Panama: Rich Country, Poor Education

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Preparing for school in Panama
Children take off their shoes and roll up their pants as they head to school in Panama.
It's a half hour trek which includes passing through a 165 foot river.
This in a country where the growth rate is expected to hit 9 percent through the year.
Student Carlos Bacorizo
SOUNDBITE: Student Carlos Bacorizo, saying: (Spanish):
"The main problem is getting to school. If the water levels are high and there is no one to help us then we are separated and sometimes arrive late to school,"
Far from the flashy skyscrapers of its lively capital, the dusty towns of the country's provinces struggle with only the most basic services and infrastructure.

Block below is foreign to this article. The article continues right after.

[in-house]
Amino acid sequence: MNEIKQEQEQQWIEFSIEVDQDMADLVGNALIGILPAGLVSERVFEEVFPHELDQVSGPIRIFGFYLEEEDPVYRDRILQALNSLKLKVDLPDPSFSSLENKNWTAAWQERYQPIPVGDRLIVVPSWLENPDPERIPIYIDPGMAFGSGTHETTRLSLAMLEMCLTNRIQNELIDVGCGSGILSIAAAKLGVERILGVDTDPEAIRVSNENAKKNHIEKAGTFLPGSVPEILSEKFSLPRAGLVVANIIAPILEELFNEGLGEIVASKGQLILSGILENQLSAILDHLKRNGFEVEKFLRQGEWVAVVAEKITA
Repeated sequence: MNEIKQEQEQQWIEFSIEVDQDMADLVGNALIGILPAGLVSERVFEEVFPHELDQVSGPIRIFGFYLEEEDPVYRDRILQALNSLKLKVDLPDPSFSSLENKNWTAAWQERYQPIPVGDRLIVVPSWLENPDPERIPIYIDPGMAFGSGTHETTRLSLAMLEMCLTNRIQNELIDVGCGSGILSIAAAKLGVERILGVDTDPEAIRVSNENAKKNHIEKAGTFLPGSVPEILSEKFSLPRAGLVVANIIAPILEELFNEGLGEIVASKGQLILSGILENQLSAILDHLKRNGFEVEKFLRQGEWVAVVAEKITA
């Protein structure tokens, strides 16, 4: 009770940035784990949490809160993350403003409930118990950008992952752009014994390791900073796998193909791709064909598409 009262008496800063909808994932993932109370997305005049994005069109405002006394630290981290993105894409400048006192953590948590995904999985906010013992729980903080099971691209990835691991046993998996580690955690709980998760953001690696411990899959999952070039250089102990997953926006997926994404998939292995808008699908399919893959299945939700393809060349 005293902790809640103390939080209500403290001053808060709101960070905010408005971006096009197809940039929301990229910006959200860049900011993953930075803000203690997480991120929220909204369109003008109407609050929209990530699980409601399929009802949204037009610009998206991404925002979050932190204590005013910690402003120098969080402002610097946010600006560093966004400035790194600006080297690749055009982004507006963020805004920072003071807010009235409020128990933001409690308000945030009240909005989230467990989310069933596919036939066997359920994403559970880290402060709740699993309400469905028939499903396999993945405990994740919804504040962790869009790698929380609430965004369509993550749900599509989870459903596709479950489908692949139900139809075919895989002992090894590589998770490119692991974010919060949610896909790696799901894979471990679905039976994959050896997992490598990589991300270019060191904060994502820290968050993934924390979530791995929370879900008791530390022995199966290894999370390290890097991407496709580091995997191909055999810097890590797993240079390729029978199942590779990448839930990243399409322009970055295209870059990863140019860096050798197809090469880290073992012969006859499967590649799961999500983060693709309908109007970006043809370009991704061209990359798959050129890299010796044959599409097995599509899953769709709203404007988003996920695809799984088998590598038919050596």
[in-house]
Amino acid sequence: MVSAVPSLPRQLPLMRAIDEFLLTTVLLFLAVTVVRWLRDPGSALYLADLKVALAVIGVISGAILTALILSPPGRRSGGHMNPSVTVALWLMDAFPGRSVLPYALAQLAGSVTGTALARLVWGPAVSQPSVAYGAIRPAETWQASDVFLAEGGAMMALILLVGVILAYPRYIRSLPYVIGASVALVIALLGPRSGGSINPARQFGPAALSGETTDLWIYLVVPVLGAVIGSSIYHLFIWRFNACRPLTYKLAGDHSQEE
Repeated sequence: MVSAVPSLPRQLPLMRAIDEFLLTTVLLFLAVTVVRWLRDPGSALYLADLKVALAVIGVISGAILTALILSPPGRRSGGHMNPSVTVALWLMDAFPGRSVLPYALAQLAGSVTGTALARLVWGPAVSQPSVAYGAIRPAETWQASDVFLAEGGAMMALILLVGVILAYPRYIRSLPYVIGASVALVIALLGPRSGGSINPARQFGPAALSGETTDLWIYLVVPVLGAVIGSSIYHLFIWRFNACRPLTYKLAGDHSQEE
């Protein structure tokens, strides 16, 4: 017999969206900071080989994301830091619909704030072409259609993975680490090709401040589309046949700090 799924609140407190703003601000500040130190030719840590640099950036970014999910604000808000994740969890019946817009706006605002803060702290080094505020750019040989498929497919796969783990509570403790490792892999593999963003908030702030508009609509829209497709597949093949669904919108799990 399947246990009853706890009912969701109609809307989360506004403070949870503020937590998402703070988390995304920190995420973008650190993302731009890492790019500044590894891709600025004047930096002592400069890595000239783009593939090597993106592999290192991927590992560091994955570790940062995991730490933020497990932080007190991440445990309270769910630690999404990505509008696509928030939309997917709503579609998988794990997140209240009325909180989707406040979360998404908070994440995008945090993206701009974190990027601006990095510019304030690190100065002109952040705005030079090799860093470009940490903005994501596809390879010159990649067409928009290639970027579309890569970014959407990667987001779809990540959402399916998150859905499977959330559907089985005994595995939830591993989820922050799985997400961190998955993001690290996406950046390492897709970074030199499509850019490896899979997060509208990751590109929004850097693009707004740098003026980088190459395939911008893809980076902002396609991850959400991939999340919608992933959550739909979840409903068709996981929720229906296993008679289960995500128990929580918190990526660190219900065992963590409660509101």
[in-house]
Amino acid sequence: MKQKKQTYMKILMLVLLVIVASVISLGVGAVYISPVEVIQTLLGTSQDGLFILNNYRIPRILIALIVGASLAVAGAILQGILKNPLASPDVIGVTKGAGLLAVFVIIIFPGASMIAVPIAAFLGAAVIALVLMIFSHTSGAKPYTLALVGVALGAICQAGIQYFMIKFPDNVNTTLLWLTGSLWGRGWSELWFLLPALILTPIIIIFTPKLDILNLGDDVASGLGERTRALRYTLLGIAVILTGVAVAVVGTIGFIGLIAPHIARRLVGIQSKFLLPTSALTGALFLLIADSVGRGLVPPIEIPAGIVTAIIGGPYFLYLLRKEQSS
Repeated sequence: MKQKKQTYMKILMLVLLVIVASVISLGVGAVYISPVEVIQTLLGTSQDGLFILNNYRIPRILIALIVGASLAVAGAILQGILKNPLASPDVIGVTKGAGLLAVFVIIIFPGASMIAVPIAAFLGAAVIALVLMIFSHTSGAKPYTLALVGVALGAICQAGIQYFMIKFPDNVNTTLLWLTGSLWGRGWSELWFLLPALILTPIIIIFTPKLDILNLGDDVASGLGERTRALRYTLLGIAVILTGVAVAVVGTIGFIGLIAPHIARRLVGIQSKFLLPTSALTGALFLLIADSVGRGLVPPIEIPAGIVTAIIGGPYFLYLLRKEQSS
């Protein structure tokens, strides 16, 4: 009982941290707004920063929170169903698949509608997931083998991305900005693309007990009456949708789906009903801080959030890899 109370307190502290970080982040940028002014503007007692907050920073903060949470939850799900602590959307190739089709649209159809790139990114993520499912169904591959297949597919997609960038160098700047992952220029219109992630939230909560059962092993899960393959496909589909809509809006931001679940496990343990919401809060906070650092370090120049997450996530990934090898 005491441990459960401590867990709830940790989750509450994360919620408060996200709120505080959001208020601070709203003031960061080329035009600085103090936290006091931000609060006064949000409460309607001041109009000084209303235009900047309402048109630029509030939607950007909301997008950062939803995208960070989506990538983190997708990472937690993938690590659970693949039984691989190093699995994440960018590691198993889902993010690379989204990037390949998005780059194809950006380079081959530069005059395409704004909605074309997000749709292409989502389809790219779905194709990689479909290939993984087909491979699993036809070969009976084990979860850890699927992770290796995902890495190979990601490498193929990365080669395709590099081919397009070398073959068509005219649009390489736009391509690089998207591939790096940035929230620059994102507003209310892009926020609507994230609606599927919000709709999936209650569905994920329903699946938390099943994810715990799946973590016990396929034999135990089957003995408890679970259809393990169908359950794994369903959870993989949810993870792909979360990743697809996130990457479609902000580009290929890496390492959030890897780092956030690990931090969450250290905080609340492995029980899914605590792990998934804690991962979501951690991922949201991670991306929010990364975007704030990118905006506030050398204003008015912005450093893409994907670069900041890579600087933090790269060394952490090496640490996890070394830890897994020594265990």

Out of 139 nations, Panama's primary education ranks 129, according to the World Economic Forum. The school curriculum has barely changed since the 1970s
SOUNDBITE: Director of the Instituto Comercial Bolivar, Monick Hurtado, saying: (Spanish):
"We know our education system is about 25 years behind. It is a necessity to reform our education system and we cannot wait any longer."
Business experts say that without a dramatic change, Panama's flagging school system could soon slam the breaks on its surging economy.
Deborah Lutterbeck, Reuters